Scientists have isolated a unique molecular pattern that might one day enable a 'stress vaccine' to exist for real – and they found it hidden inside a bacterium that thrives in dirt.
Mycobacterium vaccae is a non-pathogenic bacterium that lives in soil, and has shown considerable promise in health research; now, a new study may have finally figured out why.
The findings suggest that a specific kind of fat inside M. vaccae could be why exposure to this seemingly beneficial bacterium in ground soil may be good for us.
This work ties in with the idea of "old friends", a hypothesis that claims humans co-evolved with a bunch of useful microorganisms, and losing those ties in the modern environment has led to an increase in allergic and autoimmune diseases.
"The idea is that as humans have moved away from farms and an agricultural or hunter-gatherer existence into cities, we have lost contact with organisms that served to regulate our immune system and suppress inappropriate inflammation," says neuroendocrinologist Christopher Lowry.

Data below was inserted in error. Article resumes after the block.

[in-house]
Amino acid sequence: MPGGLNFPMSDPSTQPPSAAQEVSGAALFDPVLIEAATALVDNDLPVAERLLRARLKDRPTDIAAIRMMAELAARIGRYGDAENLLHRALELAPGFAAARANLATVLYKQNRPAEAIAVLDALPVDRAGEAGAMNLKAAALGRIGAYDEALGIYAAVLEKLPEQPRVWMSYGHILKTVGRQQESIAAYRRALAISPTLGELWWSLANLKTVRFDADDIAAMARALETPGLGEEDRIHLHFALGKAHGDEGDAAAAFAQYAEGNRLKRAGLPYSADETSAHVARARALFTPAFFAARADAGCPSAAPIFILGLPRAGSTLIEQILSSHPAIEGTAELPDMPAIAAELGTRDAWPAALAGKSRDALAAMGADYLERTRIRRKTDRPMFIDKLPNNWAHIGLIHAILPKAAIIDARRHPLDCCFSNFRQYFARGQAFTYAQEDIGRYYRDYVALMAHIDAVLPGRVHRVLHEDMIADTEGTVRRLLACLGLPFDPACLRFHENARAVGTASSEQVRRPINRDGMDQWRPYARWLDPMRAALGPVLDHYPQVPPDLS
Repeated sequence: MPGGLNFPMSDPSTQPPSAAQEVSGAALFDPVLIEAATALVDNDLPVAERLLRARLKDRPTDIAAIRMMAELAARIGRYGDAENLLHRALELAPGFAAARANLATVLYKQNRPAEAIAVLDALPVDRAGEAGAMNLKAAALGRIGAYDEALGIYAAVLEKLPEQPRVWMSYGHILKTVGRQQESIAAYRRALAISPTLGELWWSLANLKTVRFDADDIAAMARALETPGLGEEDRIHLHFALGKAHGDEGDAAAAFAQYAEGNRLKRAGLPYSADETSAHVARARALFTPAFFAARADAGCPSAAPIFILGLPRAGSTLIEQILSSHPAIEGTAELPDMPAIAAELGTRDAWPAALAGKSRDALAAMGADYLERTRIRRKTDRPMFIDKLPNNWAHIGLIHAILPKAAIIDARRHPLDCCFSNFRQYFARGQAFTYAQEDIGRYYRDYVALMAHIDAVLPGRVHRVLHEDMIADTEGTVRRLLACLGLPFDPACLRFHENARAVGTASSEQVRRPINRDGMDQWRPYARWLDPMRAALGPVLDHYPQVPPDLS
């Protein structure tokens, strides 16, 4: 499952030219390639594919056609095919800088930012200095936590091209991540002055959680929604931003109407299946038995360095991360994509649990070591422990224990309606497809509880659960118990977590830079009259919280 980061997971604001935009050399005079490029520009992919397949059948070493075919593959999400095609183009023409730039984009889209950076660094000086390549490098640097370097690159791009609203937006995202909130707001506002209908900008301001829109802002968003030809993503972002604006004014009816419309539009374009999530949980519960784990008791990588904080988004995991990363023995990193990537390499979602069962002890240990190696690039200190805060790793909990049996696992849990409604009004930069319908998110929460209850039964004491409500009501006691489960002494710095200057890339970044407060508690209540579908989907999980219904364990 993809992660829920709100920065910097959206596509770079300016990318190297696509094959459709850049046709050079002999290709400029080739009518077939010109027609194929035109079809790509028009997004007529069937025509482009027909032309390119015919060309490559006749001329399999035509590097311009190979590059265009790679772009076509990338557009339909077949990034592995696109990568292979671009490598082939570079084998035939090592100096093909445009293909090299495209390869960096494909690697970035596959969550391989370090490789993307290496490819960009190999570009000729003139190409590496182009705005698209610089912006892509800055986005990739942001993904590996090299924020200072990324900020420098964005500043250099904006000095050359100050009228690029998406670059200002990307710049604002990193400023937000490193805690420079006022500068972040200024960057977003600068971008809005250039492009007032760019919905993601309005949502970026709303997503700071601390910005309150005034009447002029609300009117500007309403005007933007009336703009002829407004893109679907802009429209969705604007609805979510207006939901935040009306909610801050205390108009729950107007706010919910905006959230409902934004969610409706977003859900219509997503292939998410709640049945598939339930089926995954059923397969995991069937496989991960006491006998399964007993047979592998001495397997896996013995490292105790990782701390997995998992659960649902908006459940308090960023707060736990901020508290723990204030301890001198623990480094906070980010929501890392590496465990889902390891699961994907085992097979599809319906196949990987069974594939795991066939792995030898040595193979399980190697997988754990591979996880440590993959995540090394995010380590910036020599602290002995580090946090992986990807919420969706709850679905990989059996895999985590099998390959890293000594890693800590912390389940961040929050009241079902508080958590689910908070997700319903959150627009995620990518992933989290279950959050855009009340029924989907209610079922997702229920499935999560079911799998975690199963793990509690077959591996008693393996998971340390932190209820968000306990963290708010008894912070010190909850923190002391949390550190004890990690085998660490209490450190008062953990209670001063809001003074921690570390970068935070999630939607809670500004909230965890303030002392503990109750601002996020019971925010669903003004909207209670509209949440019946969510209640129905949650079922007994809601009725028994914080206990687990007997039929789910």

"That has put us at higher risk for inflammatory disease and stress-related psychiatric disorders."
Lowry has been researching M. vaccae for years, finding in a previous study that injecting mice with a heat-killed preparation of the bacterium prevented the emergence of stress-induced reactions in the animals.
But until now, nobody was sure what was it in M. vaccae that could be responsible for such effects.